With the aim of promoting academic exchange and cooperation, we would like to invite all (research master) students, researchers and other staff members to attend the colloquium. This meeting will take place via Zoom (please, see below for the link).
Information for students:
This will be an online colloquium. There are a few ground rules we would like to establish beforehand:
- The following link only applies to students who join online and wish to earn a colloquium point: https://uva.fra1.qualtrics.com/jfe/form/SV_3ZQz7Ej3IApid3U
- We will monitor your attendance throughout the meeting, make sure your full name is visible for us and leave your camera on. We will send a list of attendees to the Education Desk afterwards and they will register 1 colloquium point for you.
- When you enter the meeting, you will be muted. You can unmute yourself to pose a question.
- We will be actively watching our email during the colloquium meeting for those of you who struggle with entering the meeting or with your connection. If you have any difficulties, please email email@example.com, we will see how we can help you.
We look forward to seeing you at the Graduate School Colloquium!
With kind regards, also on behalf of Marije Eradus, Melis Dülger, Merlin Nieterau and Andries van der Ark, Annette van Maanen, Qingqing Du (firstname.lastname@example.org) and Jiajun Mo (email@example.com).
Parental Differential Warmth, Harshness and Hostility, and Child Mental Health: A Meta-Analysis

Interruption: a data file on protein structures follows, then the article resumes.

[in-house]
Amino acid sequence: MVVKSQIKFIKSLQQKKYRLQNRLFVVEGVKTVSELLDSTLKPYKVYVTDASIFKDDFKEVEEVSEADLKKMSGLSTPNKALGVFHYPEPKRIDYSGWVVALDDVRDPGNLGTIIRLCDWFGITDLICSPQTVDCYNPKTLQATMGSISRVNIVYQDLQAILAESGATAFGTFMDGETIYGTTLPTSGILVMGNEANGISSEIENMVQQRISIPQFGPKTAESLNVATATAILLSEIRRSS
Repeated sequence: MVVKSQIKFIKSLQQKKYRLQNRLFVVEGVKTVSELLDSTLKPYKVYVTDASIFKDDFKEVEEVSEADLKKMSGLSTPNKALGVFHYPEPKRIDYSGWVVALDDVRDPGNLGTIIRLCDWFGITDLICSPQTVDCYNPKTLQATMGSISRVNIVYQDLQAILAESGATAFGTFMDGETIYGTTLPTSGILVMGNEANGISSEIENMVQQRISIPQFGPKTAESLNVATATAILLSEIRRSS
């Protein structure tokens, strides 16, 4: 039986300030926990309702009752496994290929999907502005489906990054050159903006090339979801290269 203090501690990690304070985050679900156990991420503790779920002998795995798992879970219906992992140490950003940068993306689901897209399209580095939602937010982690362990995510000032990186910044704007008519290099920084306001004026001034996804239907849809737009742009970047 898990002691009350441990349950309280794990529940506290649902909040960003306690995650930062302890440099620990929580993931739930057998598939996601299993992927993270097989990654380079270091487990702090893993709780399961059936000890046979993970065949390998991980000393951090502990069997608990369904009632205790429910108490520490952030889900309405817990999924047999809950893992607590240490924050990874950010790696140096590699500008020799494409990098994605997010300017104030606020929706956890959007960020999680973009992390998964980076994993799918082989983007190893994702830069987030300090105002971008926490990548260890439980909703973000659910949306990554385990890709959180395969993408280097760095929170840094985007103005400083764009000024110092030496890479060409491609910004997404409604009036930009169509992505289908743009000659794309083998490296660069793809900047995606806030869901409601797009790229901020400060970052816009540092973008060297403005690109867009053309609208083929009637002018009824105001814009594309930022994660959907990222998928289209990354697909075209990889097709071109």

The current meta-analysis examined the extent to which children who receive less parental warmth, or more parental harshness and hostility, than their sibling, experience more mental health problems. We hypothesized (1) an overall association between parental differential treatment (PDT) (i.e., warmth and harshness and hostility) and children’s mental health problems and (2) that this association would be stronger for differential harshness and hostility. The systematic literature search in September 2021 (PsycINFO and Web of Science) yielded 3,395 hits that resulted into 36 eligible studies, of which 79 effect sizes from 9 unique samples could be included in the analyses. We found a small significant association between more PDT (i.e., less differential warmth and more harshness and hostility) and more mental health problems. This effect was not stronger for differential harshness and hostility than for differential warmth. Both differential warmth and harshness and hostility seem important for the mental health problems of children who are treated worse (i.e., receiving less warmth and more harshness and hostility) than their sibling. Future research should invest in identifying potential moderating effects to explain the substantial heterogeneity observed in the association between PDT and children’s mental health problems.
Keywords: parental differential treatment, differential parental warmth, differential parental harshness and hostility, child mental health problems, relative difference scores
Intergenerational Transmission of Social Anxiety: The Role of Parents’ Fear of Negative Child Evaluation and Interpretation Bias towards Own and Child Environment